‘Without prejudice to Article 73, the taxable amount of the supply of goods or services provided in respect of a multi-purpose voucher shall be equal to the consideration paid for the voucher or, in the absence of information on that consideration, the monetary value indicated on the multi-purpose voucher itself or in the related documentation, less the amount of VAT relating to the goods or services supplied.’

 Directive 2016/1065

7        Recitals 2, 4 and 5 of Directive 2016/1065, which amended Directive 2006/112 in order to insert, inter alia, Articles 30a, 30b and 73a, state:

‘(2)      To ensure certain and uniform treatment, to be consistent with the principles of a general tax on consumption exactly proportional to the price of goods and services, to avoid inconsistencies, distortion of competition, double or non-taxation and to reduce the risk of tax avoidance, there is a need for specific rules applying to the VAT treatment of vouchers.

(4)      Only vouchers which can be used for redemption against goods or services should be targeted by these rules. However, instruments entitling the holder to a discount upon purchase of goods or services but carrying no right to receive such goods or services should not be targeted by these rules.

(5)      The provisions regarding vouchers should not trigger any change in the VAT treatment of transport tickets, admission tickets to cinemas and museums, postage stamps or similar.’

 Swedish law

8        Articles 30a and 30b of the VAT Directive were transposed into Swedish law, in particular, by Paragraphs 20 and 21 of Chapter 1, Paragraph 12 of Chapter 2 and Paragraph 3 of Chapter 7 of the mervärdesskattelagen (1994:200) (Law No 200 of 1994 on value added tax) of 30 March 1994 (SFS 1994, No 200).

 The dispute in the main proceedings and the question referred for a preliminary ruling

9        DSAB is the company which sells the card at issue in the main proceedings to tourists visiting the city of Stockholm (Sweden).

10      That card gives a cardholder the right to be admitted to around 60 attractions, such as sights and museums, for a limited period of time and up to a certain value. It also gives a cardholder access to around 10 passenger transport services, such as tours provided by DSAB’s own ‘Hop-on-Hop-off’ buses and boats, as well as sightseeing tours with other organisers. Some of those services are subject to VAT at rates ranging from 6% to 25%, while others are tax exempt. The cardholder uses the card at issue in the main proceedings as a means of payment for admission to or use of a service and does not pay any supplement, since that card is simply presented to a special card-reader. Under a contract concluded with DSAB, the supplier of services then receives from the latter, in respect of each admission or use, consideration equal to a percentage of the normal price of admission or use. The supplier of services is not obliged to grant the cardholder access to its services more than once. DSAB does not guarantee any minimum number of visitors. If the value limit of the card is reached, it can no longer be used by the cardholder.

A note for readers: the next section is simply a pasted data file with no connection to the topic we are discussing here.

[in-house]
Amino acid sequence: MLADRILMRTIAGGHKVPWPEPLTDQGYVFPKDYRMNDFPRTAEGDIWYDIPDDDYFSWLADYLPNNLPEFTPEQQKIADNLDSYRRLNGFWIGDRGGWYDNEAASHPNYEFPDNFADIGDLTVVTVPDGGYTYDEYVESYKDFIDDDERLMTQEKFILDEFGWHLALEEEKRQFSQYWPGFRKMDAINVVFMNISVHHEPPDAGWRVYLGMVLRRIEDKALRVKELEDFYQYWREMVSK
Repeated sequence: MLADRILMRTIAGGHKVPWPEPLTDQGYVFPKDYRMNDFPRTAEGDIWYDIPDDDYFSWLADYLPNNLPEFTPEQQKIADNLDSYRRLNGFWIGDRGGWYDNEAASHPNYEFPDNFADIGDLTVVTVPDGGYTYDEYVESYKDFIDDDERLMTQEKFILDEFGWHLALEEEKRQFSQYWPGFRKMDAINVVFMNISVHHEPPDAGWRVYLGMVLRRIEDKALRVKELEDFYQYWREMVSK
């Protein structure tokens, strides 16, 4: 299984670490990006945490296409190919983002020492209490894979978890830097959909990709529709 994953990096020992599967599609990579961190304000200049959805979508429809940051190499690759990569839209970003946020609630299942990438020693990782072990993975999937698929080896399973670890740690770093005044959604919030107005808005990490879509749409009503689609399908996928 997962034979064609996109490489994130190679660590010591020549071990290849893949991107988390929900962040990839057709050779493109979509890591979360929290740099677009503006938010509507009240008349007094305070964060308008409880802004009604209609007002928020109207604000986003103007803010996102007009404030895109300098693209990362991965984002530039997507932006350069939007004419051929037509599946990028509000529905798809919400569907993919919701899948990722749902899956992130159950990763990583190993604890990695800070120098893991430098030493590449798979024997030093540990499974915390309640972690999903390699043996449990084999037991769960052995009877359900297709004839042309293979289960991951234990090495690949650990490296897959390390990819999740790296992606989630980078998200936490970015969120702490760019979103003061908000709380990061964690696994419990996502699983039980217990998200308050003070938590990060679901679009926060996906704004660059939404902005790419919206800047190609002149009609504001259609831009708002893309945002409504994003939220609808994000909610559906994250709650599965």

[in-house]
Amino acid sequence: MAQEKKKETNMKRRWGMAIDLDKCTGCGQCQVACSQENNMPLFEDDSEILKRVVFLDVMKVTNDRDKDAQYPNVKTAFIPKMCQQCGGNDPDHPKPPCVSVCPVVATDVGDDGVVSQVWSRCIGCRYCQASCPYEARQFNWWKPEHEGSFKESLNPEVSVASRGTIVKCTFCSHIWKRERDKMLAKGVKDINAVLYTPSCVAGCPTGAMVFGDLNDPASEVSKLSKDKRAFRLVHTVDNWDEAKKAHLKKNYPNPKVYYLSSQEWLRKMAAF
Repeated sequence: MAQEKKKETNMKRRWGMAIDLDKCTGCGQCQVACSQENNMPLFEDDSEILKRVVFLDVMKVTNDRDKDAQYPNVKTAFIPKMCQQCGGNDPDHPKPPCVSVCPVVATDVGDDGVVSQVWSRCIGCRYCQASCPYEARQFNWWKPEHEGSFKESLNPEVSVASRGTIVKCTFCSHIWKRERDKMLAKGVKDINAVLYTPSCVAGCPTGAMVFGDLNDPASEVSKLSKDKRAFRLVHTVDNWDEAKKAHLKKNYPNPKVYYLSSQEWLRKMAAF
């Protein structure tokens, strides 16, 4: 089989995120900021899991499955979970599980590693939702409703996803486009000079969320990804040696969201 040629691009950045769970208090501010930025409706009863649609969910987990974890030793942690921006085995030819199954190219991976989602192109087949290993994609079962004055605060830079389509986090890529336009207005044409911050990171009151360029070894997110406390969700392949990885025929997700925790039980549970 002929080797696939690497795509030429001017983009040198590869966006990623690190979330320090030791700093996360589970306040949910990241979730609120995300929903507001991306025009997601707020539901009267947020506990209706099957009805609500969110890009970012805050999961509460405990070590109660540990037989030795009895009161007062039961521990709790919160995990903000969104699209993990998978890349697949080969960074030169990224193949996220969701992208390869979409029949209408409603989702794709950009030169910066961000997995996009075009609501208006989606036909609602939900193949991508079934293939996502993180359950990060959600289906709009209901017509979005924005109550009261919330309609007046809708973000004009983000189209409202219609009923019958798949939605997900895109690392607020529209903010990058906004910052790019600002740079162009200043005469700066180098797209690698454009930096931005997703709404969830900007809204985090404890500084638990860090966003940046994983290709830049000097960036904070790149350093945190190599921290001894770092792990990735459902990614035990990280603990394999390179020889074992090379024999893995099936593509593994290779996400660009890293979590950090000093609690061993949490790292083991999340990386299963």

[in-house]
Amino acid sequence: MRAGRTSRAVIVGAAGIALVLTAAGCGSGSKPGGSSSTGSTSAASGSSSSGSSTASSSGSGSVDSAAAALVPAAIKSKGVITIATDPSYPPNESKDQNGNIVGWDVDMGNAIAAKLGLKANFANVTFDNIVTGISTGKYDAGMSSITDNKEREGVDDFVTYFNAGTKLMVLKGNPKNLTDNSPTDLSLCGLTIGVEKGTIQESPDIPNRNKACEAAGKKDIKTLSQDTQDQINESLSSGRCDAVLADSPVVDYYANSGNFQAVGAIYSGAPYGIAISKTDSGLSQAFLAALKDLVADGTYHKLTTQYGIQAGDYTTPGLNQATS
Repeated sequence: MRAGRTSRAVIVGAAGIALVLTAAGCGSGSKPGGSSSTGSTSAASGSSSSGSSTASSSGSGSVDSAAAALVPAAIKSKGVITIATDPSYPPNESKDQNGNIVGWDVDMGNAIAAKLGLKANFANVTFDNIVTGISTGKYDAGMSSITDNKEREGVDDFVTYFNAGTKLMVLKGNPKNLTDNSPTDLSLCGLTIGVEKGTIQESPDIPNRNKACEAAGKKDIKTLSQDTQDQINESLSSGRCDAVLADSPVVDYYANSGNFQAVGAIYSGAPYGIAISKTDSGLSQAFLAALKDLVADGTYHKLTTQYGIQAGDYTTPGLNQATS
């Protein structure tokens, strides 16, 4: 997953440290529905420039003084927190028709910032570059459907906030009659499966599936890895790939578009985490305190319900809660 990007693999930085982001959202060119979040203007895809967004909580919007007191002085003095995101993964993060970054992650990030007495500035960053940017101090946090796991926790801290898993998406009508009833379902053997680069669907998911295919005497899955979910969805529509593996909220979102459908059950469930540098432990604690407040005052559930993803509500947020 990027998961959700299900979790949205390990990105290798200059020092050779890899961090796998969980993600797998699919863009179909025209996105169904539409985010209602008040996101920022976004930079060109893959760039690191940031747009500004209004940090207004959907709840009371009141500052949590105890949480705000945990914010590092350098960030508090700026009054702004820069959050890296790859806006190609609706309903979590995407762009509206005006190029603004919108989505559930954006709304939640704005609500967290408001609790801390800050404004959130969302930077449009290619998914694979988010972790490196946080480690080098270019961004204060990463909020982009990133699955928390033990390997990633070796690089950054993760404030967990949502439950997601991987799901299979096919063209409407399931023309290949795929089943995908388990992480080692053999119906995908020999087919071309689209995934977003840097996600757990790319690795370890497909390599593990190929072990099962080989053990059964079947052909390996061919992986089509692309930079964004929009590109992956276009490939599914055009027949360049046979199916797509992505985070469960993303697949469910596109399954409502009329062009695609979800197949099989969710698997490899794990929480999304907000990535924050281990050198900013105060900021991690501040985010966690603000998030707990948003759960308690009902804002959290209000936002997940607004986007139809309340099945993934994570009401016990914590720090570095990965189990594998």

11      The card at issue in the main proceedings exists in several versions, with different validity periods and value limits. Thus, a card for an adult with a 24-hour validity period costs 669 kronor (SEK) (approximately EUR 65). During that validity period, the cardholder may use that card as a means of payment amounting to SEK 1 800 (approximately EUR 176). That validity period starts to run when the card is used for the first time. That card must be used within one year of purchase.

12      Following an application made by DSAB for a tax ruling, the Skatterättsnämnden (Revenue Law Commission, Sweden) decided that the card at issue in the main proceedings did not constitute a ‘multi-purpose voucher’ within the meaning of Article 30a of the VAT Directive. It found that it followed, inter alia, from the definition of ‘voucher’, within the meaning of that article, and the provisions relating to the calculation of the taxable amount, that a voucher must have a certain nominal value or relate to certain specified supplies of goods or services. According to that commission, it must emerge clearly from a voucher what may be obtained in return for that voucher even though, when dealing with a multi-purpose voucher, there may be uncertainty as to the tax rate or the country of taxation.

13      The aforementioned tax ruling was the subject of an action brought before the referring court, by both the tax authorities and DSAB.

14      The tax authority contends that the card at issue in the main proceedings cannot be classified as a ‘voucher’ within the meaning of Article 30a of the VAT Directive. It is a form of leisure card, the value limit of which is very high in relation to its validity period, which is very short. Thus, an average consumer would not be able to take advantage of all the possibilities offered by that card. The discount enjoyed by the cardholder compared to the normal prices of attractions visited is proportional to the extent to which it is used. Thus, that card cannot be regarded, as such, as being exchanged for goods or services.